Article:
Anifrolumab-Treated Patients More Likely to Achieve Sustained Remission in SLE


Pooled data from the phase 3 TULIP program offer additional insight into the effects of anifrolumab use in people with moderate-to-severe systemic lupus erythematosus.

Ronald van Vollenhoven, MD, PhD | Credit: University of Amsterdam

Ronald van Vollenhoven, MD, PhD
Credit: University of Amsterdam

A pooled analysis of data from phase 3 studies examining anifrolumab (Saphnelo) in patients with moderate-to-severe systemic lupus erythematosus (SLE) is providing what may be the most comprehensive overview yet of the impact of the treatment a patient’s likelihood to achieve remission.

An analysis of the TULIP-1 and TULIP-2 trials, results of the study, which included more than 700 patients from the trials, indicate use of anifrolumab was associated with a more than 5-fold increase in likelihood of achieving sustained remission for 7 months or longer relative to their counterparts with SLE receiving placebo therapy.

A first-in-class type I interferon receptor antibody, anifrolumab received approval from the US Food and Drug Administration in August 2021 based on data from the aforementioned TULIP-1 and TULIP-2 trials as well as the phase 2 MUSE trial.2 The current study, which was presented at the Congress of Clinical Rheumatology (CCR) East 2023 annual meeting, was launched with an interest in exploring rate of SLE remission and factors associated with increased likelihood of sustained remission relative to placebo therapies from within the phase 3 TULIP program.

A randomized, double-blinded, 52-week placebo-controlled, multicenter trial, the TULIP-1 trial randomized 460 patients to 150mg anifrolumab, 300mg anifrolumab, or placebo every 4 weeks. The trial would go on to miss its primary endpoint of a reduction of disease activity, as measured by the SLE responder index.3

In TULIP-2, which was designed as a randomized, double-blind, placebo-controlled, parallel-group trial, a total of 362 patients underwent randomization. This trial met its primary endpoint, with results demonstrating a BICLA response in 47.8% of the anifrolumab group compared to 31.5% of the placebo arm. Additionally, analysis of secondary endpoints from the phase 3 program demonstrated consistent efficacy was observed for BICLA response, reduction in OCS use, and improvement in skin disease activity among those in TULIP-1 as was seen as TULIP-2.4

From the pair of phase 3 trials, investigators obtained information related to a cohort of 726 patients with moderate to severe SLE on standard of care, including 360 randomized to anifrolumab and 366 randomized to placebo therapy. According to investigators, all patients met the SLE 1997 criteria.1

For the purpose of analysis, Definition of Remission In SLE (DORIS) response served as the primary outcome of interest. DORIS response was defined as clinical SLE Disease Activity Index 2000 score of 0, a Physician’s Global Assessment less than 0.5, prednisone or equivalent dose of 5 mg or less per day, no use of restricted medications, and no premature discontinuation of study drug. Investigators pointed out plans to assess remission rate by timepoint, time to first remission, cumulative/percentage of time and proportion of consecutive visits in remission using the Cochran–Mantel–Haenszel (CMH) approach, logistic regression, Cox regression, and analysis of covariance.1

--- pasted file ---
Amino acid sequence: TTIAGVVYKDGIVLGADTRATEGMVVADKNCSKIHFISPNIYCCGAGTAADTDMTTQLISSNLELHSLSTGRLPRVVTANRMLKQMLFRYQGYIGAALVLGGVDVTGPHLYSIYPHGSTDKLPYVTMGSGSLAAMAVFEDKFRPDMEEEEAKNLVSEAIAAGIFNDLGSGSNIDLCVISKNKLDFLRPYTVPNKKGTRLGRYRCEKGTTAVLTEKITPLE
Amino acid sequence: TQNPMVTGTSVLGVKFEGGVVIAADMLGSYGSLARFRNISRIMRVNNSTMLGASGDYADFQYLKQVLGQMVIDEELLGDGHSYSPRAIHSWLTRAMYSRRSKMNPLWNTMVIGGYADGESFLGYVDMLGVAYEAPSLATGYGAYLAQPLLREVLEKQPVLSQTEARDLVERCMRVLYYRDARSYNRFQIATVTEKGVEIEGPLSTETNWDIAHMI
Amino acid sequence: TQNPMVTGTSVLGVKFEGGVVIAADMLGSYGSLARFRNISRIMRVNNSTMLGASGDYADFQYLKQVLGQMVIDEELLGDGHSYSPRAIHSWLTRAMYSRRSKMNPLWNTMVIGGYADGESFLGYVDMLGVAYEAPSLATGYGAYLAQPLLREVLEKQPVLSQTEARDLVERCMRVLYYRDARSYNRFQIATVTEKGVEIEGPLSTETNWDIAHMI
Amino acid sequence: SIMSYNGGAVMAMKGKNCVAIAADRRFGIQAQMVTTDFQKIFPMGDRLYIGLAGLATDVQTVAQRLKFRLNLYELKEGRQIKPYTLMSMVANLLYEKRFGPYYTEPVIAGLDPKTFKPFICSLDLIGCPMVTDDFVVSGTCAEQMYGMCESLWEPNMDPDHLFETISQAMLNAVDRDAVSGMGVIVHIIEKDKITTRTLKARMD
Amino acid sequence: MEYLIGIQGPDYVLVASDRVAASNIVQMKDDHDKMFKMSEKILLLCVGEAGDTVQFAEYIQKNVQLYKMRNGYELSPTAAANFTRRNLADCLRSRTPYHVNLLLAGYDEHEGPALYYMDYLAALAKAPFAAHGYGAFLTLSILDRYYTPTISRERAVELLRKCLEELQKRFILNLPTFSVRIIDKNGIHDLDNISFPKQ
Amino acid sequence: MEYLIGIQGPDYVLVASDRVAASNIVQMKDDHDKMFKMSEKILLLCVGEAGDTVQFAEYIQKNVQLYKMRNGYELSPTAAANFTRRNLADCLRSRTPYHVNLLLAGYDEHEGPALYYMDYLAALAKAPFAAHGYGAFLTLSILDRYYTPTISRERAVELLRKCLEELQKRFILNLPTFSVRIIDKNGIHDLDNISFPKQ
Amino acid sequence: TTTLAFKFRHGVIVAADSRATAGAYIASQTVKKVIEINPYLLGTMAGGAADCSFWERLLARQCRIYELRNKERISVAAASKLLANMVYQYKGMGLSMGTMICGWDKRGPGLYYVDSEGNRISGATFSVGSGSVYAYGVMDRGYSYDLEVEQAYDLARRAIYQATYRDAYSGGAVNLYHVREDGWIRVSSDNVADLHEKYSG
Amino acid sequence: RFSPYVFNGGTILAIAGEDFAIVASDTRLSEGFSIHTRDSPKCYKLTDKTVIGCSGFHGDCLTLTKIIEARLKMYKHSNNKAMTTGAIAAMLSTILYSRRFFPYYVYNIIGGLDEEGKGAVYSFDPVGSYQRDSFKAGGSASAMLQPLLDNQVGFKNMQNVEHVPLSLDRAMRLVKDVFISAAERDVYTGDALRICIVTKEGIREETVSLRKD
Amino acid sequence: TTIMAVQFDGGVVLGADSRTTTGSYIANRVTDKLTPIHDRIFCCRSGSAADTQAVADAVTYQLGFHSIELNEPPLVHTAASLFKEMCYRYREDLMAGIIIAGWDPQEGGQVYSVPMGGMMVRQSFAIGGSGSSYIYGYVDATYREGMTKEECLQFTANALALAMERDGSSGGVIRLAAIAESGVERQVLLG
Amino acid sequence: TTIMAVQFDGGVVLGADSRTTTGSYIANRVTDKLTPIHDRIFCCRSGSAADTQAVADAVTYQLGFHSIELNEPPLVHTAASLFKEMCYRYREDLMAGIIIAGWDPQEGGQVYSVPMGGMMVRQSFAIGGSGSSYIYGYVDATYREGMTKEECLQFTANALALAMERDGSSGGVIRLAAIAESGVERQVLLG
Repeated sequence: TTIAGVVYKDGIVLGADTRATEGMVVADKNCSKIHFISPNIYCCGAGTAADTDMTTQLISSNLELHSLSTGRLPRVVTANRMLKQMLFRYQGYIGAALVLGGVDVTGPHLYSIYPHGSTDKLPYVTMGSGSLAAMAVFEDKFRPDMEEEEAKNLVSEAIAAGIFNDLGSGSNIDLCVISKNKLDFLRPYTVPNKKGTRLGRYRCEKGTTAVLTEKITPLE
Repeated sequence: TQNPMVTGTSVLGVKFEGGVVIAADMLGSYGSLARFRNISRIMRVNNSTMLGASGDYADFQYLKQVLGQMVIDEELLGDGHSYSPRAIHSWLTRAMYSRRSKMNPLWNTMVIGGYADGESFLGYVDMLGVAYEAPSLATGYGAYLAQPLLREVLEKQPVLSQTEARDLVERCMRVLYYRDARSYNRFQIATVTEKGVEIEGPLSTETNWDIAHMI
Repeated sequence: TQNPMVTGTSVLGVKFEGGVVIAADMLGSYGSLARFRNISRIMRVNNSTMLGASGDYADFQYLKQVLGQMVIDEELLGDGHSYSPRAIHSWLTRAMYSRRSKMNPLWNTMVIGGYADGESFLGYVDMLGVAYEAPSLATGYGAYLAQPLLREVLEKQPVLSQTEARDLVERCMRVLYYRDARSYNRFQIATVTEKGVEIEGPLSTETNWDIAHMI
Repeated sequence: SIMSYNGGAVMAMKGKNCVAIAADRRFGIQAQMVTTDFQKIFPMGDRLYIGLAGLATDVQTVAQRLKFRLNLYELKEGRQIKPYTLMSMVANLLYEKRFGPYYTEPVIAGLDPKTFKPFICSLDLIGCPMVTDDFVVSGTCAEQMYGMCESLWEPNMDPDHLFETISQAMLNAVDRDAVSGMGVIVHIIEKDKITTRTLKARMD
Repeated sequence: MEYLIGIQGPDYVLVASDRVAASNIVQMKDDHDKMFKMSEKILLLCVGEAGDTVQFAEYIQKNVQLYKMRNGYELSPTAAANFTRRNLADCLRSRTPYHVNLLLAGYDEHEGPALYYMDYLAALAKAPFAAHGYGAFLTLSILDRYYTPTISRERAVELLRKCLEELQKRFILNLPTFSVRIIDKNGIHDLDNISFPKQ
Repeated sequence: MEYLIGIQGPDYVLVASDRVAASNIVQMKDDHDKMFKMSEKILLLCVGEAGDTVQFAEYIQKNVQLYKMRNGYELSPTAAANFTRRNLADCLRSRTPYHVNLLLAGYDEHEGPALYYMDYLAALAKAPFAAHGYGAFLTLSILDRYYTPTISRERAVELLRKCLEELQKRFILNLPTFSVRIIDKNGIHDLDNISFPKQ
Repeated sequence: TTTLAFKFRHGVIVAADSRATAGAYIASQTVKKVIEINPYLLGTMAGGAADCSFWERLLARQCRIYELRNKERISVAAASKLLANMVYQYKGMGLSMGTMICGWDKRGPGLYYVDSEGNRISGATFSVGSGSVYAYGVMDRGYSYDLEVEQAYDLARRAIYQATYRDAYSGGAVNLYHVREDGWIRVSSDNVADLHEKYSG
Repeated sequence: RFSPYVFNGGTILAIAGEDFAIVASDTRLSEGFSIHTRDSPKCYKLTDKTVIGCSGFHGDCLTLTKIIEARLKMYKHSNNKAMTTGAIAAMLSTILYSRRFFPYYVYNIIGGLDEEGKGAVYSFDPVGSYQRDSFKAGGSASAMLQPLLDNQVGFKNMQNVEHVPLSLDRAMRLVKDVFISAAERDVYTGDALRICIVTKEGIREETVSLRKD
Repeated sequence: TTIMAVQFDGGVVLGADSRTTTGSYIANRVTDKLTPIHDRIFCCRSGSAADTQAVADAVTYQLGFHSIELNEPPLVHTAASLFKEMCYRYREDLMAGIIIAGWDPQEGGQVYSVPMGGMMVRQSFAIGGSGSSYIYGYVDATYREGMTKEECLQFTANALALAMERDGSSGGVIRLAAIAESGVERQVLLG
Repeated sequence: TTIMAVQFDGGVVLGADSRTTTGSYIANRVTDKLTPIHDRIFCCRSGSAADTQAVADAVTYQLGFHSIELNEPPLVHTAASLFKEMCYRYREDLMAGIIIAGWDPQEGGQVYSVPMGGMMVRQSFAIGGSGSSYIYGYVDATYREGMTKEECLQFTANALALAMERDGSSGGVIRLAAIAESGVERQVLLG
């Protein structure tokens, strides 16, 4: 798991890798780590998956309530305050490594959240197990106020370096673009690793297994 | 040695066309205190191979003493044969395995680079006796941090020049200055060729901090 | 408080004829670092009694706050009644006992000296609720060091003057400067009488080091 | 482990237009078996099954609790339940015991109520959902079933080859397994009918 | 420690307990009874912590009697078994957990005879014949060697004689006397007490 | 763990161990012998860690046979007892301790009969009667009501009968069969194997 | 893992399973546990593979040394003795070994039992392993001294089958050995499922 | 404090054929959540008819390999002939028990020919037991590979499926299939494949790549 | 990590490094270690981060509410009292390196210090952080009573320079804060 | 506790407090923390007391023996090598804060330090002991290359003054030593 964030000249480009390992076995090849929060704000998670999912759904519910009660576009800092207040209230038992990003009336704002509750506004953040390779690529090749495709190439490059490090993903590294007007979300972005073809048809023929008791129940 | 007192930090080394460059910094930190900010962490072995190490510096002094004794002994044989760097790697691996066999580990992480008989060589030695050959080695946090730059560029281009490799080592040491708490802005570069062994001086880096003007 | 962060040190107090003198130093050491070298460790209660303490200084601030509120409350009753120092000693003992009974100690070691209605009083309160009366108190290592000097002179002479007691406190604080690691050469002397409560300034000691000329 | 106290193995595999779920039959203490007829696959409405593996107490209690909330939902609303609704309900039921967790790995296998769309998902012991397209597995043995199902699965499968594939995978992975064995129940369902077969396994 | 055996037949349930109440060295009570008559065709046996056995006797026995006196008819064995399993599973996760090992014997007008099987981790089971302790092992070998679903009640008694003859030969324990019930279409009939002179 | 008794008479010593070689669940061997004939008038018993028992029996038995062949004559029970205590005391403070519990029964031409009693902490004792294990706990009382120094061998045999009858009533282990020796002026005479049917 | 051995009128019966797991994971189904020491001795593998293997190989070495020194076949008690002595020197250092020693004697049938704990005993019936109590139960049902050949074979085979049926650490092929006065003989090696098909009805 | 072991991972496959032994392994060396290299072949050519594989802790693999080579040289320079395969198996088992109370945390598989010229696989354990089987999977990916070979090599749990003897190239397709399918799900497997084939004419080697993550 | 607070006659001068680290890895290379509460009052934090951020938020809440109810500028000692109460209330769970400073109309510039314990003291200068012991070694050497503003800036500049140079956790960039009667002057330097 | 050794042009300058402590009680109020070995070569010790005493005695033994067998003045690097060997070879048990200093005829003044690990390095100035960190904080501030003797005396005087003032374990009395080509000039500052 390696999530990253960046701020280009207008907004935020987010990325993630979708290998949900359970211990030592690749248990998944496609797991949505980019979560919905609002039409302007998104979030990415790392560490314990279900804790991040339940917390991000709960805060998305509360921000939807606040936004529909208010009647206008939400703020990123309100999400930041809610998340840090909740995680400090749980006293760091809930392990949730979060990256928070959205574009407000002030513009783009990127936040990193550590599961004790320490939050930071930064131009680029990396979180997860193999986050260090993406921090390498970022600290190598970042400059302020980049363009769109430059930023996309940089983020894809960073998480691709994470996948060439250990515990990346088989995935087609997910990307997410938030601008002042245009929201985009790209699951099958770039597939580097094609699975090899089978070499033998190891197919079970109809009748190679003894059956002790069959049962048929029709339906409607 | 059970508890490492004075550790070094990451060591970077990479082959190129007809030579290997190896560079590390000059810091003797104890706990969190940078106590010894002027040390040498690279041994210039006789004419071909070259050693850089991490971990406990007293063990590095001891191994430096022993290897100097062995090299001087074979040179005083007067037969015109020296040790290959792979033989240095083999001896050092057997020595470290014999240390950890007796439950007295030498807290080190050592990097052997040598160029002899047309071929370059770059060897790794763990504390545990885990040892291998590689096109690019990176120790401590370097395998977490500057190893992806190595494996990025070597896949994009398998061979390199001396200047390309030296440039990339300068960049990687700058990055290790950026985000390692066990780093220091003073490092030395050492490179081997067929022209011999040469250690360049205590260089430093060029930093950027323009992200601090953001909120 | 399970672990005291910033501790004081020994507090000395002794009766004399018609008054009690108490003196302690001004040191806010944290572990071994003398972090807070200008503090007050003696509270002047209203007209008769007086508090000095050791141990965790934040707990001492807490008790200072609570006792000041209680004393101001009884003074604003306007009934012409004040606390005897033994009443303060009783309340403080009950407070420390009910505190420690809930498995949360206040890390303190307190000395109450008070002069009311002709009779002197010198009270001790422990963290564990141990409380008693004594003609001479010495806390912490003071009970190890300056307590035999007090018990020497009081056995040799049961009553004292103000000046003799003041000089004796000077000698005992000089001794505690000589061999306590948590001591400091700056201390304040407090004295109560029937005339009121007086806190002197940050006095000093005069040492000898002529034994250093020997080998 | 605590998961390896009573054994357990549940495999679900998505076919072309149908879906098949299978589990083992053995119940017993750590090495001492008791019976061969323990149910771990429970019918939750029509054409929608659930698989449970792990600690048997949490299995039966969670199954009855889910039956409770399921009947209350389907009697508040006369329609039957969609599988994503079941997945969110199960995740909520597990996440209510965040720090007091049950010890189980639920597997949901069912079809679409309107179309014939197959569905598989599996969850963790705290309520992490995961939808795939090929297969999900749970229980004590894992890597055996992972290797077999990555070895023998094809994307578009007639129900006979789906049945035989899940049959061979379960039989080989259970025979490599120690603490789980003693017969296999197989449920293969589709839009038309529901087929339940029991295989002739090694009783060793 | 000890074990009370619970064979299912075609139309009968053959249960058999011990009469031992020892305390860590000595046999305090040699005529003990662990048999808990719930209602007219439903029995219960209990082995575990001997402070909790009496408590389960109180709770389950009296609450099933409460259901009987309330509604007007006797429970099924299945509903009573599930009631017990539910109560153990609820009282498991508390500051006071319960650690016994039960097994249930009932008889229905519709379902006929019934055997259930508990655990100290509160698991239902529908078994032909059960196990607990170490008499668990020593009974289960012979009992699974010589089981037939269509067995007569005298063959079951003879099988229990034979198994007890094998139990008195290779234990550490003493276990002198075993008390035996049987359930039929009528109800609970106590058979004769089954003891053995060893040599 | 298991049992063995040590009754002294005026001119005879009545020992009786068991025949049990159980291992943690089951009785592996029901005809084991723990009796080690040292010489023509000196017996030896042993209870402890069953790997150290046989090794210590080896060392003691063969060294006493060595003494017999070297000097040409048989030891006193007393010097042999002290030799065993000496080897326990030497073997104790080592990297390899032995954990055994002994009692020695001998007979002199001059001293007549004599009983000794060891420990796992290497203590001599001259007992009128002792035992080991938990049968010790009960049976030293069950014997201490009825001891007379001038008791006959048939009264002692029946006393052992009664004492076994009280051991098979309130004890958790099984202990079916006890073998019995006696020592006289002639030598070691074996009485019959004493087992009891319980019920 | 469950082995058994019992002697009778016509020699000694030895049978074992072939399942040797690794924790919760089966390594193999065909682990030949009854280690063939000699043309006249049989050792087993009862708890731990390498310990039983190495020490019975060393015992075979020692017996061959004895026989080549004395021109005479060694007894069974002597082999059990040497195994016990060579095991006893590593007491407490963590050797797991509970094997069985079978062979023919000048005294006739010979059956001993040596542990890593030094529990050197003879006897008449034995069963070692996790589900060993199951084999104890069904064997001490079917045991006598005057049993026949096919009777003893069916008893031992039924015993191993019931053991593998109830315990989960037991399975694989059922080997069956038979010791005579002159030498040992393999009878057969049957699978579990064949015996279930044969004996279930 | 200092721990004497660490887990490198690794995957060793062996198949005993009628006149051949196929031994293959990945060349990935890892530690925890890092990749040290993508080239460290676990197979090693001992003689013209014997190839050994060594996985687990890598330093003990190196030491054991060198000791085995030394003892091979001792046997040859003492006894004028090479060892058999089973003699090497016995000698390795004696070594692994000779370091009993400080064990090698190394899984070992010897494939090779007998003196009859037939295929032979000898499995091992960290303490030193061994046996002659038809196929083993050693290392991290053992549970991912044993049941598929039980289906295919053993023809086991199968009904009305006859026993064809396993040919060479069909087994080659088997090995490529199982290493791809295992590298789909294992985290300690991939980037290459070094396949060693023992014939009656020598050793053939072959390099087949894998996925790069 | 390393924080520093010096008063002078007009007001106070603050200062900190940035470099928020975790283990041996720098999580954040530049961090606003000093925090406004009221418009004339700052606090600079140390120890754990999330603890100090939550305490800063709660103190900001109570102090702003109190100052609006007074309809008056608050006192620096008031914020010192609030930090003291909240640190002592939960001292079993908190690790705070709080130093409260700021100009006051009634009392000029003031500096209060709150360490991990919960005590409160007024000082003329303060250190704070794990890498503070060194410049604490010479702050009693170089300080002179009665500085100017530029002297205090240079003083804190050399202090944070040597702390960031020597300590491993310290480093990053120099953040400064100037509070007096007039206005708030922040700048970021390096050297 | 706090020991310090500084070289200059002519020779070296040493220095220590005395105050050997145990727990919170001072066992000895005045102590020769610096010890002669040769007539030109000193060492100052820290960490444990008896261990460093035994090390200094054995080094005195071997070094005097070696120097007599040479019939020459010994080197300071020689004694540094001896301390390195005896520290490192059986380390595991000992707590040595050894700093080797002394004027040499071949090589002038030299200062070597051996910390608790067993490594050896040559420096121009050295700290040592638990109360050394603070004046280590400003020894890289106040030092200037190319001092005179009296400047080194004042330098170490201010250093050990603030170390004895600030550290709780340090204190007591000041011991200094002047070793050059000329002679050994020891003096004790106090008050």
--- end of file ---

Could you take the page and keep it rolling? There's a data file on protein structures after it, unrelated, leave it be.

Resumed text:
Upon analysis, results indicated remission rates generally increased over time, with 35 of 360 anifrolumab-treated patients achieving remission between weeks 36 and 52 compared to just 3% with placebo therapy. When examining timing of remission, results indicated remission was achieved earlier in patients treated with 300 mg anifrolumab than with placebo therapy (Hazard ratio [HR], 2.4 [95% CI, 1.5-3.8]; P <.001). Further analysis indicated differences in remission rates using the CMH approach were greater in the 300 mg anifrolumab group relative to placebo at all timepoints from week 28 to week 52 (all P <.05).1

Additional results highlighted by investigators included improvements in cumulative time and percentage of time spent in remission as well as cumulative time in remission thresholds of 20% or greater (Odds ratio [OR, 2.7 [95% CI, 1.5-5.1]; P=.002) and 50% or greater (OR, 3.5 [95% CI, 1.1-11.0]; P=.029). When assessing sustained remission, results indicated anifrolumab treated patients were more likely to achieve remission for 3 or more consecutive monthly visits (OR, 2.5 [95% CI, 1.4-4.4]; P=.003), 5 or more consecutive monthly visits (OR, 3.1 [95% CI, 1.3-7.0]; P=.003), and 7 or more consecutive monthly visits (OR, 5.6 [95% CI, 1.6-19.7]; P=.007).1

“Nearly 10% of anifrolumab-treated patients achieved remission, suggesting that DORIS response is an attainable outcome for patients with SLE treated with anifrolumab, and was associated with earlier, more frequent, more prolonged, and more sustained achievement of remission compared with placebo,” wrote investigators.1


  1. van Vollenhoven R, Morand EF, Furie RA. Attainment of Remission with Anifrolumab: A Post Hoc Analysis of Pooled TULIP-1 and TULIP-2 Datasets. Paper presented at: Paper presented at: Congress of Clinical Rheumatology (CCR) East 2023 Annual Meeting. Destin, FL. May 4 – 7, 2023.
  2. Saphnelo (anifrolumab) approved in the US for moderate to severe systemic lupus erythematosus. AstraZeneca Media Centre. Published August 2, 2021. Accessed May 6, 2023.
  3. Update on TULIP 1 Phase III trial for anifrolumab in systemic lupus erythematosus. AstraZeneca Media Centre. Published August 31, 2018. Accessed May 6, 2023.
  4. Anifrolumab demonstrated superiority across multiple efficacy endpoints in patients with systemic lupus erythematosus in Phase III TULIP 2 trial. AstraZeneca Media Centre. Published November 11, 2019. Accessed May 6, 2023.
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